Патент USA US3085493код для вставки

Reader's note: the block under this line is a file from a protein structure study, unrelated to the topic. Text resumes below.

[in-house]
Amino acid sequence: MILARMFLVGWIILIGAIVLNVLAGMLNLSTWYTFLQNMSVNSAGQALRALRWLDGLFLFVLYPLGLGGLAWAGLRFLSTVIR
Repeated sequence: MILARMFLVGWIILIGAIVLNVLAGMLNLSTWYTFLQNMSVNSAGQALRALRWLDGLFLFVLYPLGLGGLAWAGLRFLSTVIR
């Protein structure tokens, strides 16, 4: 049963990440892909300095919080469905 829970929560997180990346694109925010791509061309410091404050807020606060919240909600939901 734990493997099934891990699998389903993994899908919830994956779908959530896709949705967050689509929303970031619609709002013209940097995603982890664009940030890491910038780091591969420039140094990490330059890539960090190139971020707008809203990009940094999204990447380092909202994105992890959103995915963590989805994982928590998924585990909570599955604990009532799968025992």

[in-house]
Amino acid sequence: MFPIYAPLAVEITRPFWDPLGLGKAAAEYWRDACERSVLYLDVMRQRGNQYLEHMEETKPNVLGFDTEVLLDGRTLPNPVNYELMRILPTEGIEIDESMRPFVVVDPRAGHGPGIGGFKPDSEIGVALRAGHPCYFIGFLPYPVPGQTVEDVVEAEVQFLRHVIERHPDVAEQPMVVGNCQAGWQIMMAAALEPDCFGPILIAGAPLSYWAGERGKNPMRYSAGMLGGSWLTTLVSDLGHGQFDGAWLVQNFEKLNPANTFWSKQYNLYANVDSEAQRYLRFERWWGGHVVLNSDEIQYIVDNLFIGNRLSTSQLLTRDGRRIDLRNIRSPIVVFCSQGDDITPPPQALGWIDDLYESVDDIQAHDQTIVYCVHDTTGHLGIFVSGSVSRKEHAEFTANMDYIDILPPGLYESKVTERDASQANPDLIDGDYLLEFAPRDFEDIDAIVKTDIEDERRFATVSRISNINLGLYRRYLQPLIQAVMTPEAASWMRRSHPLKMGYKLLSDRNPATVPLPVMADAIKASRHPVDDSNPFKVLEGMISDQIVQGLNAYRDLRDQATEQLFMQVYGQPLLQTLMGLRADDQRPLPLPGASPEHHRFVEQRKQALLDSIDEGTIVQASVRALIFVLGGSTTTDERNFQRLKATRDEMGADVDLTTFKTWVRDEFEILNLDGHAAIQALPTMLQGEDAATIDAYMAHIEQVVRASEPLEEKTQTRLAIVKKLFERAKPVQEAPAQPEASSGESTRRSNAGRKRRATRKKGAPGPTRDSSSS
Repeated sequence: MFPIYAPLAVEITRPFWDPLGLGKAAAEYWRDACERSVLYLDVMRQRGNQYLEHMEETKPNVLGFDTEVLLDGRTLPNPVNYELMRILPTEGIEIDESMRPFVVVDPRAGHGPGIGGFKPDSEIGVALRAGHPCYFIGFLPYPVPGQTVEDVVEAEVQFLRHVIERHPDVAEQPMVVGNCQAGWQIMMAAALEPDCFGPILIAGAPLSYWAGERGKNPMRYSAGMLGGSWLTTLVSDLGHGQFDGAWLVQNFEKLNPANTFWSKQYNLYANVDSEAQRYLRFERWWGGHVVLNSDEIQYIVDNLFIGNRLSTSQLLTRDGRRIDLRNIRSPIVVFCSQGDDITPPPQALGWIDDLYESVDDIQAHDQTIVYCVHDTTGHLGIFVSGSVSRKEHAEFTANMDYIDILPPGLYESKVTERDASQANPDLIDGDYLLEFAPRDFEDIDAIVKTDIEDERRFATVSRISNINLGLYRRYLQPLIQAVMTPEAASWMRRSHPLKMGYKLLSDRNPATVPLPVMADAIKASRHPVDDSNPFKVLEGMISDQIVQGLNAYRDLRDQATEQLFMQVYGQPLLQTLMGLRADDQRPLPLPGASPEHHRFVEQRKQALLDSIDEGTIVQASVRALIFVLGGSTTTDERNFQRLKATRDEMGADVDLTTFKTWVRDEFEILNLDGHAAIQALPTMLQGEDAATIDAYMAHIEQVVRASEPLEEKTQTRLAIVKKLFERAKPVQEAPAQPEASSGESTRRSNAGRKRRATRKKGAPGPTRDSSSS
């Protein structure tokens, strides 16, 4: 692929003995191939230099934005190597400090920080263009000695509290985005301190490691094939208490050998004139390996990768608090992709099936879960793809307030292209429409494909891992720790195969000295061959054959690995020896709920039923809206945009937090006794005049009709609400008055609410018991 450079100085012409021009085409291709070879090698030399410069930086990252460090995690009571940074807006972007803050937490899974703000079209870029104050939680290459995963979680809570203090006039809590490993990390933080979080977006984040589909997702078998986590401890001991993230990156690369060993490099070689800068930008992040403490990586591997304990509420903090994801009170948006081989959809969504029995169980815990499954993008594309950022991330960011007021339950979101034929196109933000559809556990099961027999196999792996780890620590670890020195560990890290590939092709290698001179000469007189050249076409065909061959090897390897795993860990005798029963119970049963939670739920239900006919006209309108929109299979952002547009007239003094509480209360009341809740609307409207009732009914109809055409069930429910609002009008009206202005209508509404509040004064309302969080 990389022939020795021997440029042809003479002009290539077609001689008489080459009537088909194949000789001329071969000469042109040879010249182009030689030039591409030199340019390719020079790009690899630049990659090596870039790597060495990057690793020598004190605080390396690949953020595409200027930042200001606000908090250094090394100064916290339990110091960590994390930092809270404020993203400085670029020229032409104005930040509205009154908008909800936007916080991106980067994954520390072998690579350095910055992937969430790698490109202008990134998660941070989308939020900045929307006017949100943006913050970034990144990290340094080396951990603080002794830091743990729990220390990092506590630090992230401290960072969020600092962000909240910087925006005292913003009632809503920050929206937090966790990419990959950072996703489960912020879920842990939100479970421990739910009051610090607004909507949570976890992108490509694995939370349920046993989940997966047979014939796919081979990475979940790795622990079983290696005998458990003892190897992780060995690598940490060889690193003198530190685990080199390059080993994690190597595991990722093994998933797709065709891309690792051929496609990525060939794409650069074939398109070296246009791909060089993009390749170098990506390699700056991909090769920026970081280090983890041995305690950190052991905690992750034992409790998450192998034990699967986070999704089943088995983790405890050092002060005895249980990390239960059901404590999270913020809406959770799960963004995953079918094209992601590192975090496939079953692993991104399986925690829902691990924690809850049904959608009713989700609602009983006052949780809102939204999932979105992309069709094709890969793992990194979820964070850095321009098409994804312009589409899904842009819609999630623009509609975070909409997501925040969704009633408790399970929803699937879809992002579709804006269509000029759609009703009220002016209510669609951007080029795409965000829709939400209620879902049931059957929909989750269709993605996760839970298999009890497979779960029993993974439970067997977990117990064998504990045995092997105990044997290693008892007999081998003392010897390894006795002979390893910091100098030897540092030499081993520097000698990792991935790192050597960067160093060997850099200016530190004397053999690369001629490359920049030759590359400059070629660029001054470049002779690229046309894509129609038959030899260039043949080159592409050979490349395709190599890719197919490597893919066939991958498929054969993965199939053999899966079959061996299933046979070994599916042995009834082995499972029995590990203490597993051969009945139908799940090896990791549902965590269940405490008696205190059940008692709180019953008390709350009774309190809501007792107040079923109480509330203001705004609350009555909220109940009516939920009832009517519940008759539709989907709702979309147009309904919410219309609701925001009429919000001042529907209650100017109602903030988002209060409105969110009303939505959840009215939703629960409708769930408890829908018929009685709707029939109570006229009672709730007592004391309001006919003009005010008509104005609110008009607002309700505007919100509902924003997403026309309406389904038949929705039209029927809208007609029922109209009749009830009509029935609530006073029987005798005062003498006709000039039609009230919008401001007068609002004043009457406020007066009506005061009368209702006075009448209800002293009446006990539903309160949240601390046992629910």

April 16, 1963 a. v. CHRISTENSEN 3,085,483 COMPACTION WHEELS Filed April '7, 1958 5 Sheets-Sheet 1 INVENTOR. BRUCE V. CHRiSTENSEN BY ATTY April 16, 1963 B. v. CHRISTENSEN 3,085,483 COMPACTION WHEELS Filed April 7, 1958 5 Sheets-Sheet 2 INVENTOR. BRUCE V. CHRISTENSEN BY Wax/oz: ATTY. April 16, 1963 B. v. CHRISTENSEN 3,085,483 commcnon WHEELS Filed April 7. 1958 5 Sheets-Sheet 3 INVENTOR. BRUCE V. CHRISTENSEN BY M CWJC ATTY. April 16, 1963 B. v. CHRISTENSEN 3,085,433 COMPACTION WHEELS Filed April 7, 1958 5 Sheets-Sheet. 4 INVENTOR. BRUCE V. CHRISTENSEN BY Wayne/2% @ z/v?: ATTY. April 16, 1963 B. v. CHRISTENSEN 3,085,483 COMPACTION WHEELS Filed April 7, 1958 5 Sheets-Sheet 5 LO Q INVENTOR. BRUCE V. CHRQSTENSEN Ll. BY ATTY United States Patent 0 ” "ice 1 3,085,483 Patented Apr. 16, 1963 2 a compaction wheel or roll in which the pads of a 3,085,483 plurality of annular rows on the wheel are so propor Bruce V. Christensen, Berrien Springs, Mich., assignor to Clark Equipment Company, a corporation of Michigan Filed Apr. 7, 1958, Ser. No. 726,884 6 Claims. (Cl. 94--50) varying ground pressure. Such tamping action provides COMPACTIQN WHEELS tioned and arranged that as the wheel rolls over the surface of the ground the pad area in contact with the ground varies sharply at frequent intervals during a revo lution and provides a tamping action due to the rapidly more compaction per pass to a speci?ed depth thereby This invention relates to devices for compacting loose more effectively using the machine weight available than earth and the like, and more particularly to compaction 10 is possible with prior art rolls of the pad type, yet main wheels or rolls of the pad type. taining practically the same surface ?nish and other ad It has been demonstrated previously that compaction vantages. Reasonable buoyancy is maintained due to the wheels or rolls comprising a plurality of raised, out— rapid action, proper size and spacing of the pads and wardly curved, spaced apart pads making up a broken the increase in soil density proportional to the loading. roll surface can be utilized for compacting loose earth Another wheel of the same general construction on the and for other similar operations, such as a construction same machine may be constructed and arranged in such being in contrast to the solid roll type, sheep’s foot type a manner as to pack the earth in the unpacked areas left and other wheels and rolls of the prior art. Patent by the spacing between rows of pads and between indi 2,754,734, Gardner, dated July 17, 1956, illustrates such a pad type roll. Gardner discloses a roll in which the vidual pads in a single row, in order to provide an even more uniformly and thoroughly compacted surface after total pad area pressing against the arc of contact with 20 the material being rolled, when totalled across the width of the roll, remains constant as the roll progresses there by providing constant pressure against the material being one pass of the machine. For a clearer and more complete understanding of my invention, reference should be had to the accompanying drawing in which rolled. FIGURE 1 is a side elevation of a rolling machine The object of my invention is to provide a pad type 25 equipped with wheels embodying the present invention, roll with improved rolling characteristics which increases the compaction achieved for each pass of the roll, or, more explicitly, which increases the compaction achieved to a speci?ed depth, for each pass of the roll. Assuming that it were desired to increase the compac tion per pass at a speci?ed depth utilizing the structure taught by Gardner, there are three things which could be varied. These three possibilities are: (1) increasing the pad width, (2) reducing the ground contact area, or (3) increasing the weight on the roll. Taking the possibility of increasing the pad width FIGURE 2 is a larger side elevational view of one of the front wheels of the machine in FIGURE 1, FIGURE 3 is an end elevation of the wheel of FIG URE 2, more speci?cally a view from the front of the right front wheel, FIGURE 4 is a partial sectional view of the wheel of FIGURE 2, along the line 4—4 of FIGURE 2, FIGURE 5 is an enlarged side elevational view of one of the rear whels of the rolling machine, FIGURE 6 is an end elevation of the wheel of FIG URE 5, and FIGURE 7 is a partial sectional view of the wheel of FIGURE 5 along the line 7-7 of FIGURE 5. overcome the advantage of increased compaction result 40 Referring to the drawing, I have shown in FIGURE ing from such increase in width. Some such disad 1 a bulldozer machine 10 which is equipped also for ?rst, there is a limit to the extent to which the pad width can be increased without incurring disadvantages which vantages are discussed in the Gardner patent. Another disadvantage is that if the spaces between rows of pads are too small it may not be possible to use cleaners having teeth extending into such spaces, and it has been found that cleaners are necessary on pad type compactor rolls for some materials. The second possibility—-reducing the ground contact would be accomplished by reducing the number of an nular rows of pads on each wheel or roll, but this, of course, would have the obvious disadvantage of reducing the width covered by each pass and thus increasing the number of passes required to compact a given ground area. This possibility, that is, reducing the ground con tact area, might also result in lack of sut?cient buoyance, with the result that the pads would punch through the surface of the earth being compacted and provide a rough surface ?nish approaching that of the sheep’s foot type use as a rolling machine. This machine comprises a body portion 11 housing a prime mover such as a diesel or other internal combustion engine, along with other components necessary for propelling the machine. It is equipped with a pair of front compaction wheels 12, only one of which is visible in this view, and a pair of rear compaction wheels 14, only one of which is visible. The machine 10 includes a bulldozer blade 18 although this blade forms no part of the present invention. The machine 10 also includes an operator‘s station 20 and other components and features necesary for a machine of this type. In FIGURES 2, 3 and 4 of the drawing one of the front wheels 12 of the machine is illustrated in greater detail. 55 Each wheel 12 includes a centrally located ?at ring or annular member 20 provided with openings 22. for lug bolts for connecting the wheel 12 to the hub of the roll ing machine. It will be seen from FIGURE 4 that mem With regard to the third possibility, that of increasing ber 29 is the ‘main structural member of the wheel and 60 the weight of the machine, such a change has the dis that it has a pair of cylindrical rings 24 and 26 welded advantage of making the machine more costly and un or otherwise secured to the sides thereof. A plurality of wieldy, and it also has the disadvantage, mentioned pre spoke portions 28 are secured to one side of member 20 viously in connection with possible reduction of ground and to ring 24, while an equal number of spoke portions contact area, of causing the pads to punch through the 65 30 are secured to the other side of member 20 and to ground surface. ring 26, in alignment with spoke members 28 respectively. It will be thus understood that the object of my in Portions 28 and 30 are rigidly secured to the intervening vention is to provide a pad type roll of improved operat member 20 and the respective rings by welding or other ing characteristics which will provide more compaction equivalent means, and each portion 28 combines with its per pass to a speci?ed depth than would be provided by aligned portion 30 to form a complete spoke member a roll of the Gardner construction on a machine of the 70 28, 30. same weight, pad width and area covered per pass. Spokes 28, 30 carry four outer rings 32, 34, 36 and 38, In carrying out my invention in one form I provide compactor instead of a smooth ?nish. 3,085,483 and around the periphery of these rings are secured a plurality of spaced outwardly curved pads which I have indicated by the numerals 40, 42, 44 and 46 respectively, for the four rings. It will be observed that all pads 42 and 44 are identical, and that all pads 40 and 46 are identical, with a minor exception mentioned hereinafter, and that the pads on all rings are uniformly spaced around the respective rings. It will be noted also that pads 40 and 44 are in alignment transversely of the wheel while 4 44 on both the front and rear wheels are four inches wide and approximately 1]. inches long measured along the outer curved ground engaging surface. In this same ex ample, the pads 40 and 46 of the front wheels are 3 inches wide and approximately ll inches long, while the pads 41 and 47 of. the rear wheels are 5 inches by approximately ll inches. In these wheels the lateral spacing between rows of pads is 3 inches and 2 inches, being 3 inches for spaces A and B on wheel 12 and spaces E and F on wheel pads 42 and 46 are in alignment with each other but are 10 14. and 2 inches for space C on wheel 12 and space D on staggered with respect to pads 40 and 44. All of the fore w. eel 14; while the pads in all rows are uniformly spaced going components maliing up the wheel are rigidly sc curcd together to form a compaction wheel or roller hav ing a broken cylindrical compaction surface composed of raised outwardly curved individual pads. around the periphery and the spacing between adjacent individual pads in all rows is approximately 2%‘; inches. Thus, the ground contacting area of the pads is approxi mately 52% of the total cylindrical area of the wheel in The wheel illustrated in FIGURES 2, 3 and 4 is the cluding both pads and intervening spaces for the front right front wheel of the vehicle 10. The left front wheel wheel 12, while for the rear wheel 14 the percentage is is the mirror image of this wheel. It will be observed approximately 57%. It will be appreciated that these that in the front wheels the main structural member 20 percentages may be varied somewhat, depending upon the is offset laterally somewhat from the center of the wheel. 20 characteristics of the soil or other material being com FIGURES 5, 6 and 7 show the right rear wheel of vehi pacted, without departing from the present invention. cle 10, with FIGURE 5 being an enlarged side elevational The improved compaction provided by these Wheels view and FIGURE 6 an elevational view looking from results from the numerous sharp changes in unit pressure the front of the vehicle while FIGURE 7 is a partial sec on the ground as each wheel rolls over it. This will be tional view along the line 7~-7 of FIGURE 5. The basic understood by referring to the two dashed lines drawn structure of this wheel is generally similar to that of the transversely across the pads in FIGURE 3. Assume for front wheel previously described and I, therefore, have purposes of illustration that the wheel is in a position indicated by the same identifying numbers the correspond such that the line 56 is directly at the bottom of its travel ing parts on this wheel. It will be observed that on this and, therefore, that the portions of the pads along this rear wheel the main supporting member 20 is located 30 line, and also areas of the pad along both sides of the centrally of the whcel, so the rear wheel is somewhat dif line, of course, are in contact with the ground. The pad ferent in this respect. area in contact with the ground at this time is thus a func It will be observed that the pad arrangement of the rear tion of the width of all four pads. wheel differs from the front wheel in that wider pads are Assume now that the wheel has rolled until the line used to form the. two outer rows of pads, and this has 54 is directly at the bottom. At this time the pad area been indicated in FIGURES 6 and 7 by utilizing for the center rows of pads the same numerals 42 and 44 and in contact with the ground is approximately half that at the time when line 56 was at the bottom of the wheel for the wider outside pads the numerals 41 and 47. The travel. There has been a sharp change in the unit pres rear wheel illustrated in the last three ?gures of the sure applied by the wheel on the gorund, and this pro drawing also differs from the front wheel in that the 40 duces a very desirable tamping action. In this particular outer compacting surface of the pads of the rear wheel example the ‘change in unit pressure on the ground is ap is not a true cylinder but the rows of pads are tapered slightly, that is, the circumferential rows of pads have decreasing diameters away from the longitudinal axis of the vehicle, forming, in effect, a broken frustro conical surface. This can be seen in FIGURES 6 and 7 which are exaggerated from the actual construction in order to illustrate this feature. The line 49 in FIGURE 6 shows proximately in the ratio of 1:2, although it is not exactly this in the usual case because of the fact that the wheels tend to sink ‘into the ground more as the pressure in creases which increases the contact area and decreases the unit pressure. It will be understood that with this design the unit pressure provided by each wheel varies con~ tinuously as the wheel rotates, thus providing a continuous the outline of a true cylinder. The reason for this con tamping action as the rolling machine moves along the struction is that the rear wheels on machine 10 are the 50 ground. This increases the efficiency of the compacting steering wheels, and as a result are arranged to have a small amount of camber. Making the outer compaction surface of the wheels slightly tapered compensates for this camber and provides for the ground engaging portion action, resulting in more compaction per pass to a given depth for a given machine weight than with prior art pad type compacting rolls. The particular machine described and illustrated herein of the outer surface of the wheel to be approximately weighs approximately 34,500#. With the pad and Wheel horizontal. It will be appreciated that the opposite rear dimensions given hereinbefore this provides a ground line wheel is tapered in the other direction to compensate for pressure variations between a maximum of approximately the opposite camber in that wheel. 1080# per linear inch of wheel width and a minimum of It should be kept in mind in connection with compac 540# per lineal inch of pad width, assuming the load is tion wheels or rolls of this type that the pads must be 60 divided among the Wheels in proportion to their ground of such size and arrangement that there is sut?cient pad contacting areas. area in contact with the ground at all times to buoy up The front and rear wheels of the machine It} comple the machine or ?oat it on the surface of the ground, and ment each other in their compacting action inasmuch as not let the pads punch through the surface of the ground they are in alignment on the respective sides of the ma a considerable amount as with a sheep’s foot roller, for 65 chine and the pad patterns on the front and rear wheels example. On the other hand, there must be sut?cient are such that the pads on the rear wheel tend to cover the open space around the pads, and the pads must be raised areas not compacted by the front wheels and vice versa sufficiently away from the main structure of the wheel, providing thereby a move uniformly compacted area in that the dirt being compacted does not clog the spaces the path of the machine. around the pads and thus, in effect, produce a roller hav 70 ‘It will be observed that the corners are cut off two of ing a solid surface and having the consequent disadvan the pads in the left row in both FIGURES 3 and 6. This tages inherent with solid rolls. was not done to change the compacting action but rather In one typical machine, in which the outside diameter was necessary with the wheels illustrated herein to permit of all wheels is approximately 60 inches, the pads 42 and 75 the installation of cleaners which are not shown in this 3,085,483 drawing. The absence of corners on these two pads does not affect signi?cantly the compacting operation of these wheels. When reference is made in the subsequent claims to uniform pads or rectangular pads it should be under stood that it is intended to cover also pads such as these with insigni?cant changes in the uniform pattern or from rectangular shape. Also, that individual pads are slightly curved, even though referred to herein, for clarity and convenience, in terms which ordinarily are applied to pla nar ?gures. Similarly, it should be understood that where reference is made in the claims to an approximately cylindrical wheel, it is intended to cover minor variations from cylin drical such as the slightly tapered wheel-s 14. 6 greater than the width of the narrowest of the adjoining pads, the pads in the two center rows being of approxi mately equal width, the pads in the two outer rows being approximately equal in width and different than the width of the said center rows, the space area between and around the said pads and within the margins of the cylin der equalling at least approximately 43% of the total cylindrical surface area, and one each the center and out side rows being staggered approximately half a pad length with respect to the other two rows whereby as the roll 10 moves over the surface of the ground the pad area in contact with the ground varies sharply at frequent inter vals during a complete revolution to provide tamping ac~ tion on the ground. 3. A rolling machine having four compaction wheels, Other means such as eccentric axles and vibrating means 15 each wheel comprising a central supporting structure and attached to the wheel or roller have been used previously four annularly ‘arranged rows of approximately rectangu to secure a tamping type action by a wheel or roller, but lar outwardly curved thin ground engaging pads rigidly it has been found possible to secure superior tamping action with the construction disclosed and illustrated here in at far less cost than any prior art construction of which I am aware. Moreover, with this construction it is not necessary to design and construct a special machine for compacting operation only. The machine 10 illus trated is a multi-purpose machine which is useful as well joined to the supporting structure in raised relation to form an approximately cylindrical broken rolling surface, all of the said pads being of approximately equal extent circumferentially, the adjacent pads in all the said rows being uniformly spaced apart circumferentially and adja cent rows on each individual wheel also being spaced apart axially by an amount not exceeding the width of the for other operations. It serves readily as a bulldozer or a 25 narrowest of the adjoining pads, the two center rows of towing tractor merely by removing the present compac tion wheels and installing instead rubber tired wheels, an operation which can be performed in the ?eld in a short pads on all wheels being approximately equal in width, the two outer rows of pads on the wheels on one end of the machine being approximately equal to each other ‘ but less in width than the center rows, the outer rows of It will be readily understood that the present invention 30 pads on the wheels at the other end of the machine being is not limited to the speci?c con?guration, size and spac approximately equal to each other but wider than the ing of pads described and illustrated herein, but that one said center rows, the wheels on each side of the machine or more of these can be varied to suit speci?c conditions. being in alignment so that each pair of front and rear It will be understood also that whel I have disclosed a wheels cooperates in compacting the soil, and one row of 35 skeletal wheel construction and peripheral rings for mount‘ pads of a certain width in each wheel being staggered ing the individual pads to raise them above the main por approximately half a pad length with respect to the other time. tion of the wheel structure, that it is possible to use other means for raising the pads, such as individual spokes, for example, beneath each pad connecting it to the remainder duplicate row in that wheel whereby as the wheels roll over the surface of the ground the pad area on each wheel in contact with the ground varies sharply at fre of the wheel structure. It is essential, however, that the 40 quent intervals to provide a tamping action on the ground. pads ‘be raised to provide ready egress for dirt which 4. A compaction roll for mounting on a vehicle, com passes through the spaces between pads during rolling. prising a central supporting structure, four annularly ar It is preferable that the wheel structure be of the skeletal ranged rows of approximately rectangular outwardly type to further facilitate the disposal of such dirt; however, curved thin ground engaging pads rigidly joined to the said in some cases it may be desirable for the main body of supporting structure in raised relation to form an approx the wheel to be hollow in structure making it possible to imately cylindrical broken rolling surface, the dimensions add water and thus increase the weight of the wheel and and spacing of said pads being proportional to the dimen of the entire rolling machine. sions and spacing set out hereinafter for a typical roll Thus, while I have illustrated and described herein a approximately 60 inches in diameter: the pads of the two preferred embodiment of my invention, it will be under center rows approximately 11 inches circumferentially by stood that modi?cations may be made. I intend to cover approximately 4 inches axially and the two outer rows by the appended claims all such modi?cations falling approximately 11 inches circumferentially by approxi within the true spirit and scope of my invention. mately 3 inches axially, the adjacent pads in all of the I claim: said rows being spaced apart approximately 27/16 inches, 55 1. A compaction wheel comprising four rows of raised the said two center rows being spaced apart approximately annularity arranged outwardly curved thin ground engag 3 inches axially and one of the center rows being spaced ing pads, all pads being of greater extent circumferentially approximately 3 inches axially from one of the outer rows than axially, the pads in one pair of the rows being of and the other center row being spaced approximately 2 similar axial extent but of substantially different axial inches axially from the other outer row, the pads on one extent than the other pair of rows, and the individual 60 each of the center and outside rows disposed in axially rows of each pair being mutually staggered with respect to each other, whereby as the wheel rolls over the surface of the ground the pad area in contact with the ground varies sharply at frequent intervals during a complete alignment and the pads on the other two rows being staggered approximately half a pad length with respect to the ?rst two said rows whereby as the roll moves over the surface of the ground the pad area in contact with the revolution to provide a tamping action on the ground. 65 ground varies sharply at frequent intervals during a com 2. A compaction roll for mounting on a vehicle, com plete revolution to provide a tamping action on the prising a central supporting structure, at least four an ground. nularly arranged rows of approximately rectangular out 5. A compaction roll for mounting on a vehicle, com wardly curved thin ground engaging pads rigidly joined prising a central supporting structure, four annularly ar 70 to the said supporting structure in raised relation to form ranged rows of approximately rectangular outwardly an approximately cylindrical broken rolling surface, all of the said pads being of approximately equal extent cir cumferentially, the adjacent pads in all the said rows being curved thin ground engaging pads rigidly joined to the said supporting structure in raised relation to form an approximately cylindrical broken rolling surface, the di uniformly spaced apart circumferentially and adjacent mensions and spacing of said pads being proportional to rows also being spaced apart axially by an amount not 75 7 3,085,483 the dimensions and spacing set out hereinafter for a typi~ cal roll approximately 60 inches in diameter: the pads of the two center rows approximately 11 inches circum ferentially by approximately 4 inches axially and the two outer rows approximately 11 inches circumferentially by approximately 5 inches axially, the adjacent pads in all of the said rows being spaced apart approximately 2%.; S proximately 2 inches axially from the other outer row; and for the two wheels at the other end of the machine the pads of the two center rows approximately 11 inches circumferentially by ‘approximately 4 inches axially and the two outer rows approximately 11 inches circumferen tially by approximately 5 inches axially, the adjacent pads in all of the said rows of the last-mentioned two wheels inches, the said two center rows being spaced approxi being spaced apart circumferentially approximately 27/16 mately 3 inches axially and one of the center rows being spaced approximately 3 inches axially from one end of the 10 inches, the said two center rows of each of the said last mentioned wheels being spaced apart approximately 3 outer rows and the other center row being spaced approx inches axially and one of the center rows being spaced imately 2 inches axially from the other outer row, the approximately 3 inches axially from one of the outer rows pads on one each of the center and outside rows disposed and the other center row being spaced approximately 2 in axial alignment and the pads on the other two rows being staggered approximately half a pad length with re 15 inches axially from the other outer row, the front and rear Wheels on each side of the machine being in align spect to the ?rst two said rows whereby as the roll moves ment whereby the front and rear wheels of each pair co over the surface of the ground the pad area in contact operate With each other in compacting the soil, and one with the ground varies sharply at frequent intervals dur each of the center and outside rows of pads of each wheel ing a complete revolution to provide a tamping action on being staggered approximately half a pad length with re the ground. 20 spect to the other two rows of that wheel whereby as the 6. A rolling machine having four compaction wheels, wheels roll over the surface of the ground the pad area each wheel comprising a central supporting structure and on each Wheel in contact with the ground varies sharply four annularly arranged rows of approximately rectangu at frequent intervals to provide a tamping action on the lar outwardly curved thin ground engaging pads rigidly ground. joined ‘to the supporting structure in raised relation to form an approximately cylindrical broken rolling surface, References Cited in the ?le of this patent the dimensions and spacing of said pads being propor tional to the dimensions and spacing set out hereinafter for typical wheels approximately 60 inches in diameter: for the two Wheels at one end of the machine the pads 30 of the two center rows approximately 11 inches circum ferentially by approximately 4 inches axially and the two outer rows approximately 11 inches circumferentially by approximately 3 inches axially, the adjacent pads in all of the rows of the said two wheels being spaced apart circumferentially approximately 27/16 inches, the said two center rows of each such Wheel being spaced apart ap proximately 3 inches axially and one of the center rows being spaced approximately 3 inches axially from one of UNITED STATES PATENTS 243,463 1,432,984 2,674,165 2,754,734 Schaefer _____________ __ June 28, Eburne ______________ __ Oct. 24, Paramythioti __________ __ Apr. 6, Gardner _____________ __ July 17, 1881 1922 1954 1956 2,895,390 Gardner _____________ __ July 21, 1959 734,479 591,437 Germany ____________ __ Apr. 16, 1943 Great Britain _________ __ Aug. 18, 1947 FOREIGN PATENTS OTHER REFERENCES Roads and Engineering Construction, page 90, October the outer rows and the other center row being spaced ap 40 1954.